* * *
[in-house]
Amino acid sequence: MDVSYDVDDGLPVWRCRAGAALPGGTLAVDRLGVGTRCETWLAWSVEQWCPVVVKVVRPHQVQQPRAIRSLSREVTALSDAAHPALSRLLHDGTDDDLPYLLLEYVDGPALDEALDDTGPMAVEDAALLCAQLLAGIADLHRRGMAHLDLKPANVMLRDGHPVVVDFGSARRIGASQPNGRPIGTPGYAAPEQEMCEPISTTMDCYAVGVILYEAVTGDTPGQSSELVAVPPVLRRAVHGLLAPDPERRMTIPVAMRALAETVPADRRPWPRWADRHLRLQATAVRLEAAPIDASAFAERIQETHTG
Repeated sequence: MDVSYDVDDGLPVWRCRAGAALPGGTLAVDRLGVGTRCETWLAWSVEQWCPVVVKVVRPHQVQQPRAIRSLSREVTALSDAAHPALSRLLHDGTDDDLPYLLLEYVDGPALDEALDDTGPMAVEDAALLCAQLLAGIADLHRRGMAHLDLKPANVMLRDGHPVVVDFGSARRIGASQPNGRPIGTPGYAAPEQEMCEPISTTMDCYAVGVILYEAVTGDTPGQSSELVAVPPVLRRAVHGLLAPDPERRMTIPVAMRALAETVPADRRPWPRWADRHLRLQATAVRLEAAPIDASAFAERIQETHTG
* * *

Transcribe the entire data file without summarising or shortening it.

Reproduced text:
[in-house]
Amino acid sequence: MDVSYDVDDGLPVWRCRAGAALPGGTLAVDRLGVGTRCETWLAWSVEQWCPVVVKVVRPHQVQQPRAIRSLSREVTALSDAAHPALSRLLHDGTDDDLPYLLLEYVDGPALDEALDDTGPMAVEDAALLCAQLLAGIADLHRRGMAHLDLKPANVMLRDGHPVVVDFGSARRIGASQPNGRPIGTPGYAAPEQEMCEPISTTMDCYAVGVILYEAVTGDTPGQSSELVAVPPVLRRAVHGLLAPDPERRMTIPVAMRALAETVPADRRPWPRWADRHLRLQATAVRLEAAPIDASAFAERIQETHTG
Repeated sequence: MDVSYDVDDGLPVWRCRAGAALPGGTLAVDRLGVGTRCETWLAWSVEQWCPVVVKVVRPHQVQQPRAIRSLSREVTALSDAAHPALSRLLHDGTDDDLPYLLLEYVDGPALDEALDDTGPMAVEDAALLCAQLLAGIADLHRRGMAHLDLKPANVMLRDGHPVVVDFGSARRIGASQPNGRPIGTPGYAAPEQEMCEPISTTMDCYAVGVILYEAVTGDTPGQSSELVAVPPVLRRAVHGLLAPDPERRMTIPVAMRALAETVPADRRPWPRWADRHLRLQATAVRLEAAPIDASAFAERIQETHTG